Thursday, March 1, 2012

Stash Bash- How to Make a T-shirt Skirt

I've always had a bit of an obsession with t-shirts.  I love the feel of jersey knit, and when I was little I took some of my parents old t-shirts and cut and safety pinned myself a dress from them.  Then there is of course the fact that inevitably we end up with a ton of t-shirts a lot of them free.  So what to do with those t-shirts or what to do with a t-shirt that's wearing out?  Why not make a skirt.

Here's what you need:  3 t-shirts of contrasting colors or 2 of the same color and 1 different (you can also modify this to be only two shirts if you prefer a shorter skirt)
1/2 inch elastic (enough to go around your waist)
sewing thread
safety pin
straight pins
sewing machine that has a stitch function for stretch fabrics

1)  Take 3 old t-shirts (or ones you don't need/want) and cut under the arm pits.  You want to make sure that the shirts you choose are either the size you normally wear or larger.  Otherwise the shirts will be too small.  Also make sure that all the shirts are the same size.  The t-shirts should not be girl-cut.  They should be unisex otherwise you won't get enough stretch to them.

This is a t-shirt of Hubby's.  The collar was getting holes in it and it had a couple of small holes at the bottom which I cut off.  Hubby and I wear the same t-shirt size (did I mention that he's scrawny and I'm curvacious).  The other shirts I used, one had horrible arm pit stains but otherwise was in good shape; the other one was wearing out at the collar considerably.

2) After you have cut off the bottom part of the t-shirts, pin them together with straight pins.  Note: you do not need to cut the side or end seams if you don't want to.  You can hide the bottom seam when you sew and the sewing back up the side seams are more trouble then it's worth.

To pin turn the now cuffs inside out and pin around so that the outsides are together and the material looks puckered.  Make sure you line up the side-seams, otherwise your shirt with have seams every which way.  There's no need to pin at the bottom if you kept the bottom seam.

For the top, pin a one inch or more (depending on how fancy a stretch stitch you want to use) seam.  Make sure you leave enough space for the elastic and a small opening to insert it in.

Please ignore the bottom pinning.  I screwed that part up.  The top parts are what it should look like.

When you pin you should decide how long the skirt should be.  You can either measure it out or eye ball it.  I left the top part longer to allow for the elastic seam.  To figure out how long I wanted it, I simply used a skirt that I normally wear and put them side-by-side.  That way my skirt doesn't drag the ground.

4) Begin sewing.  You may want to use your scrap fabric (the top of the tees) and try out a few stretch fabric stitches.  Most owners manuals for machines let you know what is a stretch knit stitch.  If you don't have a manual, a good zig-zag stitch works too.  You do not want to use a straight stitch because it won't hold the fabric together well and it won't give, which you want with this skirt (and is the beauty of jersey knit).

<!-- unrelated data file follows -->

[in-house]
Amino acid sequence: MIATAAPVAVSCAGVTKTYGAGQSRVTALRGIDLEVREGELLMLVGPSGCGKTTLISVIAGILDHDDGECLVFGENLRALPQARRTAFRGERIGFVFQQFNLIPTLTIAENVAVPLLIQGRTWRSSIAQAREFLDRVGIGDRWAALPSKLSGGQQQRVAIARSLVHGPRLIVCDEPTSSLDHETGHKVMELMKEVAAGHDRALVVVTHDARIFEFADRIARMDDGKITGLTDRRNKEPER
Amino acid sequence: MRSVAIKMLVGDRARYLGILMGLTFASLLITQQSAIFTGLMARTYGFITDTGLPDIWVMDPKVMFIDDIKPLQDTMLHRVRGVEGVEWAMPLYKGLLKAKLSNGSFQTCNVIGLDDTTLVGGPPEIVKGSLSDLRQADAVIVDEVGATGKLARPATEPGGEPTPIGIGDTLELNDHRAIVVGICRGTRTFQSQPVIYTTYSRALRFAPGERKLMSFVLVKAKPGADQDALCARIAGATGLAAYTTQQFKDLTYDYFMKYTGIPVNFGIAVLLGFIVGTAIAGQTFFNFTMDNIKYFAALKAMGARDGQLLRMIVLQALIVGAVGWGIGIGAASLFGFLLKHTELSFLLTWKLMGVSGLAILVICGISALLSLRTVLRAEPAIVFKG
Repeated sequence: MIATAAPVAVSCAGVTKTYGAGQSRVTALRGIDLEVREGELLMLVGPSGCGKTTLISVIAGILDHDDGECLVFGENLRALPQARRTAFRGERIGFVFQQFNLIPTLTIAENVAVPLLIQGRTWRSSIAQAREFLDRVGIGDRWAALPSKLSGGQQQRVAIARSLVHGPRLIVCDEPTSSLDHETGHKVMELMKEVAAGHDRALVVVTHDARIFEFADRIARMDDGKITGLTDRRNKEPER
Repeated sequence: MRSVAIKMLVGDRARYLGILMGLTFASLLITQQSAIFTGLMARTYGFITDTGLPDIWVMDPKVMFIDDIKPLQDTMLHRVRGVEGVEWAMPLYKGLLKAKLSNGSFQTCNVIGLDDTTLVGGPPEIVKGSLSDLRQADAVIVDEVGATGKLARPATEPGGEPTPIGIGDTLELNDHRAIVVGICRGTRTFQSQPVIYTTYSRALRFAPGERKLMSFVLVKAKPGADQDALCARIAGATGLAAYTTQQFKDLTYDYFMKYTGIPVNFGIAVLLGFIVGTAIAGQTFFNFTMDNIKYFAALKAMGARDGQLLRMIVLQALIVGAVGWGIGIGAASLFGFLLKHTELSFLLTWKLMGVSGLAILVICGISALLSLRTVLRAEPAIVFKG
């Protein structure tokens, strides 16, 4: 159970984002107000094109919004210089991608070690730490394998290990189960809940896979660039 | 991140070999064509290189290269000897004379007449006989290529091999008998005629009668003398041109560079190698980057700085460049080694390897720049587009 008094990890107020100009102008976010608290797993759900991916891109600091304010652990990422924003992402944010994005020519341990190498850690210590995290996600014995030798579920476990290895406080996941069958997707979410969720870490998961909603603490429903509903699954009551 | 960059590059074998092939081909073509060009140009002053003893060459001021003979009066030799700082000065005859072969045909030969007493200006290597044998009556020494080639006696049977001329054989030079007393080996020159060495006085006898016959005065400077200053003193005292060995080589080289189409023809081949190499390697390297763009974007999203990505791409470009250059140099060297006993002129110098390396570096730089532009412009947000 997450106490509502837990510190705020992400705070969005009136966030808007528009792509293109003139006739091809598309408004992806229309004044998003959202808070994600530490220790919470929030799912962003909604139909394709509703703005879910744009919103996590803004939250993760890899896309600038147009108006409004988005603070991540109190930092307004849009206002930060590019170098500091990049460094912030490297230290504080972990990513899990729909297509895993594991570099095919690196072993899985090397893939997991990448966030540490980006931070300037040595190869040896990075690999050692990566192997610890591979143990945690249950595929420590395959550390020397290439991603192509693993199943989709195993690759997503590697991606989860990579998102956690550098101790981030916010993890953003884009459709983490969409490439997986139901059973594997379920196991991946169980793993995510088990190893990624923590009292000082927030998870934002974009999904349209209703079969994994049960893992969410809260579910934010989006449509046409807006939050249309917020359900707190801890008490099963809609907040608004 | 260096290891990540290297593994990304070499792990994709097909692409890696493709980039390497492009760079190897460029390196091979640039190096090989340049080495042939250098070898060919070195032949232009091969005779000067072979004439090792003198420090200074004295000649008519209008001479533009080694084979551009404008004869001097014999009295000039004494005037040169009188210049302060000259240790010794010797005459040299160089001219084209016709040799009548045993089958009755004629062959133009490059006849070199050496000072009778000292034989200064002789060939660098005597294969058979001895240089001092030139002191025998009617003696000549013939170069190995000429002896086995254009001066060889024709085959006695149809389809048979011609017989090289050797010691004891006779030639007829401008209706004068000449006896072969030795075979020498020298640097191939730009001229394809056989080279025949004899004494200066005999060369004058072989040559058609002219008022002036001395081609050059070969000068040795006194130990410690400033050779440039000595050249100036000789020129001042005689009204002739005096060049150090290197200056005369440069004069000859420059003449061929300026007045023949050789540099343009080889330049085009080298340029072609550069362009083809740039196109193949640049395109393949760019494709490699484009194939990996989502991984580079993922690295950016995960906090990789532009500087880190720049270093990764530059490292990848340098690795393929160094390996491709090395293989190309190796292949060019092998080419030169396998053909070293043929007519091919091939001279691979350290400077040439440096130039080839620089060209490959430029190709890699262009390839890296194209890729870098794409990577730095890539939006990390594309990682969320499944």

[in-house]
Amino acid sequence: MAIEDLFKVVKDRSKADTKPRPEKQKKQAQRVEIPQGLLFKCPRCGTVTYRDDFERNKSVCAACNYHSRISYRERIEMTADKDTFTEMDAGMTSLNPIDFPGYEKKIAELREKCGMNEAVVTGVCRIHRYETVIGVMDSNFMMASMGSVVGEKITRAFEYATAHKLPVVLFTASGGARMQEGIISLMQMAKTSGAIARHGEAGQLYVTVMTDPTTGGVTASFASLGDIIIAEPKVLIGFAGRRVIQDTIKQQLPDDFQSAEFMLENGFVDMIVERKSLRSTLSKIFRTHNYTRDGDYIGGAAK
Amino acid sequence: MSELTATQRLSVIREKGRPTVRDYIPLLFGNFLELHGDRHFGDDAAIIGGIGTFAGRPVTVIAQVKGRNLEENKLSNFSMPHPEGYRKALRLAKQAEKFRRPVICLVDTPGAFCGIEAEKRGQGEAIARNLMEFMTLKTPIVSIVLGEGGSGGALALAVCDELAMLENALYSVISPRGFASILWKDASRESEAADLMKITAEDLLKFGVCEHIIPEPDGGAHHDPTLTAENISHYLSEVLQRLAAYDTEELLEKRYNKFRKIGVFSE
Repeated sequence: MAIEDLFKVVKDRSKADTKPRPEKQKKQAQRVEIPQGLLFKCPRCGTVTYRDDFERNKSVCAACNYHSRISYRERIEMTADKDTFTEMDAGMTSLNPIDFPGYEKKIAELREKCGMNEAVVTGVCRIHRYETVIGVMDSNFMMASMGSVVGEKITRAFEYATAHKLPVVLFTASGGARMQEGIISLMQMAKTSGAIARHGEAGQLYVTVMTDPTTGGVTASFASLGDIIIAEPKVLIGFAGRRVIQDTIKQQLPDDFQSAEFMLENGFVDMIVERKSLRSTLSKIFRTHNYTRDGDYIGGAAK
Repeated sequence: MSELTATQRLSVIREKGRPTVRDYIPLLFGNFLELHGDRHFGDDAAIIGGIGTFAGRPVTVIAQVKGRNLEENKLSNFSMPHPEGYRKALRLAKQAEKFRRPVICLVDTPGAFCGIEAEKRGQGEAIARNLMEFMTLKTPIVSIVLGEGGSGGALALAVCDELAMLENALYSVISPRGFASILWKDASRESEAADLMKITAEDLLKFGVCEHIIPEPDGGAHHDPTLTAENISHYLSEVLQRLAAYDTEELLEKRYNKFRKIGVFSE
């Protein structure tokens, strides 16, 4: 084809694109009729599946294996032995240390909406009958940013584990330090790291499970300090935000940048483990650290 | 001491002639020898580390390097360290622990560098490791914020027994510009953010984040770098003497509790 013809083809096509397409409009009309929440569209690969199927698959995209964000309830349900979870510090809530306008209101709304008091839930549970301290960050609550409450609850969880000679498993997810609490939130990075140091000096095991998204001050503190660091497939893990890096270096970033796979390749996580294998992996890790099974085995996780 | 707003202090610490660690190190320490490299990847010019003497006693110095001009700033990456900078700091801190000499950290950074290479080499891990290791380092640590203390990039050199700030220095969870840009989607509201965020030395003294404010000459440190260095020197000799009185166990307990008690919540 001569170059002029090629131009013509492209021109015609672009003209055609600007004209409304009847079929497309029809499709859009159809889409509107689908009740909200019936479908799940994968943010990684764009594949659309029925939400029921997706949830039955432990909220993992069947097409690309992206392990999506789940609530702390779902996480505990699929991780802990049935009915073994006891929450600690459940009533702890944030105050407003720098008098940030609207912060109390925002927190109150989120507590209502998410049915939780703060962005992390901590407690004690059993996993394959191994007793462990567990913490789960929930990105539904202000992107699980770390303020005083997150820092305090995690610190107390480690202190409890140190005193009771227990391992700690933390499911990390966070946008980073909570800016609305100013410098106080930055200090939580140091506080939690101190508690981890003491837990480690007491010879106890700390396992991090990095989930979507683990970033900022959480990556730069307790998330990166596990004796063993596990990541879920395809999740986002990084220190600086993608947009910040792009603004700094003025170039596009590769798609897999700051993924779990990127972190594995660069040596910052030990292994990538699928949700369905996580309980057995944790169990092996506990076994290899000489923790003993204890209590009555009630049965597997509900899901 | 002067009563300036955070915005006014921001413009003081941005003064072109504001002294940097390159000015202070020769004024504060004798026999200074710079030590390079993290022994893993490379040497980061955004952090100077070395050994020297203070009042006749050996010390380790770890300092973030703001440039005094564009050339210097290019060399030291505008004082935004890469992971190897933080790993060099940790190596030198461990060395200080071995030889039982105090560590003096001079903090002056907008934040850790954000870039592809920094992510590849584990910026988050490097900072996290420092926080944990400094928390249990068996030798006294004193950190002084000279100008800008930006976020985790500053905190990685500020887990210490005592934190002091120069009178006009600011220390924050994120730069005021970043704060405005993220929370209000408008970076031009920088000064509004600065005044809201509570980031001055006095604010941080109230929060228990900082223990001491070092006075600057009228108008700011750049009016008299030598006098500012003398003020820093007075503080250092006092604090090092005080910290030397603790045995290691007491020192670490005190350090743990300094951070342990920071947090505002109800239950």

Make sure that while you sew you don't do what I did, which was to forget to leave an opening for the elastic.  If you forget (or mess up a bit of sewing), a good seam ripper comes in handy or a small pair of sewing scissors.  Also when sewing the top where the elastic will be, sew as close to the edge as possible to allow the elastic to come through.  Sewing in the middle of the seam defeats the purpose.
Said opening.

5) Now take your elastic and put it around your waist.  Where it overlaps allow a 1/4 inch extra before clipping.  (you can also measure yourself with measuring tape, but you don't really need to).  Take one end of your elastic and put a safety pin through it.  Using that end, thread your elastic through the opening that you created.

Once it's gone all the way around the skirt, pull it back through the opening.  Take both ends and sew a straight stitch at your 1/4 inch mark.  You may want to back stitch over it or sew it twice for good measure.

Tuck the elastic back through the opening and close the opening using your stretch stitch setting.  Make sure that you do not sew over the elastic.  The elastic should move freely through your seam.

6) Turn it right side out.  Try it on and make sure that the elastic isn't too loose or too tight (better to be on the too loose side. way easier to fix).  And wallah!  You've now made a skirt using three t-shirts.

The beauty of this skirt is that you do not need to have a split because jersey knit gives and stretches as you move.  That's why you need a stretch stitch.  Plus it's so simple to make and uses very little supplies that a kid could do it too.

So link up to Crunchy Catholic Momma's Stash Bash (which is taking crafting supplies you have on hand and making something with them).  Incidentally I didn't buy anything to make this skirt.  I just used what I already had available.


  1. Lovely! I have a pile of T-shirts set aside for exactly this purpose...the pile has been there since June! Maybe I should follow your lead and get to it :) Thanks for sharing.

  2. I have a pile of tshirts waiting to turn into a braided rug but this might be the trick for one of my girls. Great tutorial! Thanks for joining me.


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